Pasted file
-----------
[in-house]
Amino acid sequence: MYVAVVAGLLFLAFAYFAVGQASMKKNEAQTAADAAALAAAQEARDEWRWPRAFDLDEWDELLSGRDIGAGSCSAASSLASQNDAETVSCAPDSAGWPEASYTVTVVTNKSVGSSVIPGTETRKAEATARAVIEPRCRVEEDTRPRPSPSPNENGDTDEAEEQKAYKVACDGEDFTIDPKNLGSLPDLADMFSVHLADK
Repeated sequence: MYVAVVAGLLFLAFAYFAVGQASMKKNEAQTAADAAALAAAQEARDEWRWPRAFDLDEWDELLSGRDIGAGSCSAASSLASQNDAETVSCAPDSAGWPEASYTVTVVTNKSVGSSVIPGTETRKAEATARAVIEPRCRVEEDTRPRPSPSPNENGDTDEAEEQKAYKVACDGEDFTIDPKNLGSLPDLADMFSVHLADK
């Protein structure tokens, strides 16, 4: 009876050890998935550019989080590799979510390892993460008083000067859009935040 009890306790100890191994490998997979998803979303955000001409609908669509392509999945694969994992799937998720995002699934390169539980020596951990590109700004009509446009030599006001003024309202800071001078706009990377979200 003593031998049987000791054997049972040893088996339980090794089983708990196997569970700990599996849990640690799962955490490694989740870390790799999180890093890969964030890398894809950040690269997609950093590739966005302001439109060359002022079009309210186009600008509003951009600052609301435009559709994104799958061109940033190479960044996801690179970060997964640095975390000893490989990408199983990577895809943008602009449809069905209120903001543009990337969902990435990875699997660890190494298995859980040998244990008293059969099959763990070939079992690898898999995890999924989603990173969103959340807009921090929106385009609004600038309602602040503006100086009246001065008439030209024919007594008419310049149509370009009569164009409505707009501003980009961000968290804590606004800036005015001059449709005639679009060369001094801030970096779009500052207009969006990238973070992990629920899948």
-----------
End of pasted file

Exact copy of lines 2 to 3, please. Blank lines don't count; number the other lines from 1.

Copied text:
Amino acid sequence: MYVAVVAGLLFLAFAYFAVGQASMKKNEAQTAADAAALAAAQEARDEWRWPRAFDLDEWDELLSGRDIGAGSCSAASSLASQNDAETVSCAPDSAGWPEASYTVTVVTNKSVGSSVIPGTETRKAEATARAVIEPRCRVEEDTRPRPSPSPNENGDTDEAEEQKAYKVACDGEDFTIDPKNLGSLPDLADMFSVHLADK
Repeated sequence: MYVAVVAGLLFLAFAYFAVGQASMKKNEAQTAADAAALAAAQEARDEWRWPRAFDLDEWDELLSGRDIGAGSCSAASSLASQNDAETVSCAPDSAGWPEASYTVTVVTNKSVGSSVIPGTETRKAEATARAVIEPRCRVEEDTRPRPSPSPNENGDTDEAEEQKAYKVACDGEDFTIDPKNLGSLPDLADMFSVHLADK